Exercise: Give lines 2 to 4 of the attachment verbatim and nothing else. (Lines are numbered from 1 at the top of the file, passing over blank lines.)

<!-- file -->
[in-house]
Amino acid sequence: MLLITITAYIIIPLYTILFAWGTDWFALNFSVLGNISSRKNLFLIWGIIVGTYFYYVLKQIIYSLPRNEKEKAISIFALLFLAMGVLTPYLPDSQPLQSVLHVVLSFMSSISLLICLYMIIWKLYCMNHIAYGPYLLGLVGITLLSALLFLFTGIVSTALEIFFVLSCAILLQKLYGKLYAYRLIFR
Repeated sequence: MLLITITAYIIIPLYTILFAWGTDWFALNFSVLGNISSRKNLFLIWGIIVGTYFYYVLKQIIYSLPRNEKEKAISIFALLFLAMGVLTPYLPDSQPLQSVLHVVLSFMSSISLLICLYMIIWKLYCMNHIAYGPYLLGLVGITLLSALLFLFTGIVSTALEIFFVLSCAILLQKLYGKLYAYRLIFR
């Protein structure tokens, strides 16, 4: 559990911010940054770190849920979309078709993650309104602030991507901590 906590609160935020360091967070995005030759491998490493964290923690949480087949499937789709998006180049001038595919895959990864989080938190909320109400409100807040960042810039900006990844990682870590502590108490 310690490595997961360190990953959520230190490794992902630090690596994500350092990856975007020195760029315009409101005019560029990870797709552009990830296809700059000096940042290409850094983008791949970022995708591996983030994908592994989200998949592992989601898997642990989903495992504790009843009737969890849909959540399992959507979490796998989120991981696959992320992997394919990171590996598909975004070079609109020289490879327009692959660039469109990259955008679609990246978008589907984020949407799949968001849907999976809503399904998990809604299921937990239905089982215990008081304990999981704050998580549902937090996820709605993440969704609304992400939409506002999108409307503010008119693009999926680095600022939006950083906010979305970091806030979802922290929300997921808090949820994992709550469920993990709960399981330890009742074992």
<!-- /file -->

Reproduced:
Amino acid sequence: MLLITITAYIIIPLYTILFAWGTDWFALNFSVLGNISSRKNLFLIWGIIVGTYFYYVLKQIIYSLPRNEKEKAISIFALLFLAMGVLTPYLPDSQPLQSVLHVVLSFMSSISLLICLYMIIWKLYCMNHIAYGPYLLGLVGITLLSALLFLFTGIVSTALEIFFVLSCAILLQKLYGKLYAYRLIFR
Repeated sequence: MLLITITAYIIIPLYTILFAWGTDWFALNFSVLGNISSRKNLFLIWGIIVGTYFYYVLKQIIYSLPRNEKEKAISIFALLFLAMGVLTPYLPDSQPLQSVLHVVLSFMSSISLLICLYMIIWKLYCMNHIAYGPYLLGLVGITLLSALLFLFTGIVSTALEIFFVLSCAILLQKLYGKLYAYRLIFR
């Protein structure tokens, strides 16, 4: 559990911010940054770190849920979309078709993650309104602030991507901590 906590609160935020360091967070995005030759491998490493964290923690949480087949499937789709998006180049001038595919895959990864989080938190909320109400409100807040960042810039900006990844990682870590502590108490 310690490595997961360190990953959520230190490794992902630090690596994500350092990856975007020195760029315009409101005019560029990870797709552009990830296809700059000096940042290409850094983008791949970022995708591996983030994908592994989200998949592992989601898997642990989903495992504790009843009737969890849909959540399992959507979490796998989120991981696959992320992997394919990171590996598909975004070079609109020289490879327009692959660039469109990259955008679609990246978008589907984020949407799949968001849907999976809503399904998990809604299921937990239905089982215990008081304990999981704050998580549902937090996820709605993440969704609304992400939409506002999108409307503010008119693009999926680095600022939006950083906010979305970091806030979802922290929300997921808090949820994992709550469920993990709960399981330890009742074992």